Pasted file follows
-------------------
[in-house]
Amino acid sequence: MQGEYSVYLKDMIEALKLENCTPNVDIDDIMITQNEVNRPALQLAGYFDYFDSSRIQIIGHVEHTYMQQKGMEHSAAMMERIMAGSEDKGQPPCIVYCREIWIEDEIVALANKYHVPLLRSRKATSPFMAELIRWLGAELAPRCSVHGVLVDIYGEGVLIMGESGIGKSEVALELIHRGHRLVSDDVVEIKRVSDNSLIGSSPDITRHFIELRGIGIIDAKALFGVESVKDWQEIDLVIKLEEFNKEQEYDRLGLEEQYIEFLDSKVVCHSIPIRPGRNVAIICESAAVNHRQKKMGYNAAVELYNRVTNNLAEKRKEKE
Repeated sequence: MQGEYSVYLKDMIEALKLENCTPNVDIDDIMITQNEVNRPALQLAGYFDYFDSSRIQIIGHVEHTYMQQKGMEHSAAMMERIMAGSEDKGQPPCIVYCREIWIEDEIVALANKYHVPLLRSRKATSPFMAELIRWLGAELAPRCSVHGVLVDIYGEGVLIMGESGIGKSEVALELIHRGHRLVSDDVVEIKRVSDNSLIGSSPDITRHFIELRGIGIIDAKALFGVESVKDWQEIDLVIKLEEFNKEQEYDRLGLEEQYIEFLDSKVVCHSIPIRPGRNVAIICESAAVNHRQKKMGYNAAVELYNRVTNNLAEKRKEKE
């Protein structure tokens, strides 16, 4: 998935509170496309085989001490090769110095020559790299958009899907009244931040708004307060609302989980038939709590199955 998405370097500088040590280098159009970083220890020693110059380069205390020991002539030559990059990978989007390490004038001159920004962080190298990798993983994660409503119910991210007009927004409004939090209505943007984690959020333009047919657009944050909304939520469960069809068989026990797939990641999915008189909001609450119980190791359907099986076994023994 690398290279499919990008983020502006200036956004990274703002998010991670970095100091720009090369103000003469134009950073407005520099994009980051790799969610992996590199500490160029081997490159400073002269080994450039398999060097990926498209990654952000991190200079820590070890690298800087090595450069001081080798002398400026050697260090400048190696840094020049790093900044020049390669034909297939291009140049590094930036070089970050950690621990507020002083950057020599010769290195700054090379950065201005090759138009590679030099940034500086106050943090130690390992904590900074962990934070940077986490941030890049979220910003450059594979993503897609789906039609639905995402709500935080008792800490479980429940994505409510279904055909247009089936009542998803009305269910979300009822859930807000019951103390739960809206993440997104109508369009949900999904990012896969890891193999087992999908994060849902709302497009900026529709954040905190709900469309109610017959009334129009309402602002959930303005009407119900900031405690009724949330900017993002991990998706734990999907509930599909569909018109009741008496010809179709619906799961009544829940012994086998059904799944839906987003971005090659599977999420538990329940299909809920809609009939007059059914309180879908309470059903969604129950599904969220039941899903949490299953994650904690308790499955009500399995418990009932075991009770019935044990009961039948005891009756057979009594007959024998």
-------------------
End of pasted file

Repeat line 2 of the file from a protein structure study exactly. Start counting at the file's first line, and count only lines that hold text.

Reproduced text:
Amino acid sequence: MQGEYSVYLKDMIEALKLENCTPNVDIDDIMITQNEVNRPALQLAGYFDYFDSSRIQIIGHVEHTYMQQKGMEHSAAMMERIMAGSEDKGQPPCIVYCREIWIEDEIVALANKYHVPLLRSRKATSPFMAELIRWLGAELAPRCSVHGVLVDIYGEGVLIMGESGIGKSEVALELIHRGHRLVSDDVVEIKRVSDNSLIGSSPDITRHFIELRGIGIIDAKALFGVESVKDWQEIDLVIKLEEFNKEQEYDRLGLEEQYIEFLDSKVVCHSIPIRPGRNVAIICESAAVNHRQKKMGYNAAVELYNRVTNNLAEKRKEKE